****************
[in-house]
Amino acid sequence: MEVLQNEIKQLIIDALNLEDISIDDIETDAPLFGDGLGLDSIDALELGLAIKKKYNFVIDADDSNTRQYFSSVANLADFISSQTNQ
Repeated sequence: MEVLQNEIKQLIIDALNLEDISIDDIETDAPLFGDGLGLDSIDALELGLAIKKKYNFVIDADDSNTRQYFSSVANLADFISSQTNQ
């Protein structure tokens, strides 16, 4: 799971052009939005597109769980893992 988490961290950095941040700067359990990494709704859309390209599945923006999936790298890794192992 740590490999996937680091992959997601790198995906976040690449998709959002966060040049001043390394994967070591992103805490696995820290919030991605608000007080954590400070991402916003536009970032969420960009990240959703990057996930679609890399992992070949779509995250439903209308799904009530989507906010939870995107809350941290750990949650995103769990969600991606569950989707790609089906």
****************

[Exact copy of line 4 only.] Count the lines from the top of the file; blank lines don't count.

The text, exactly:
């Protein structure tokens, strides 16, 4: 799971052009939005597109769980893992 988490961290950095941040700067359990990494709704859309390209599945923006999936790298890794192992 740590490999996937680091992959997601790198995906976040690449998709959002966060040049001043390394994967070591992103805490696995820290919030991605608000007080954590400070991402916003536009970032969420960009990240959703990057996930679609890399992992070949779509995250439903209308799904009530989507906010939870995107809350941290750990949650995103769990969600991606569950989707790609089906």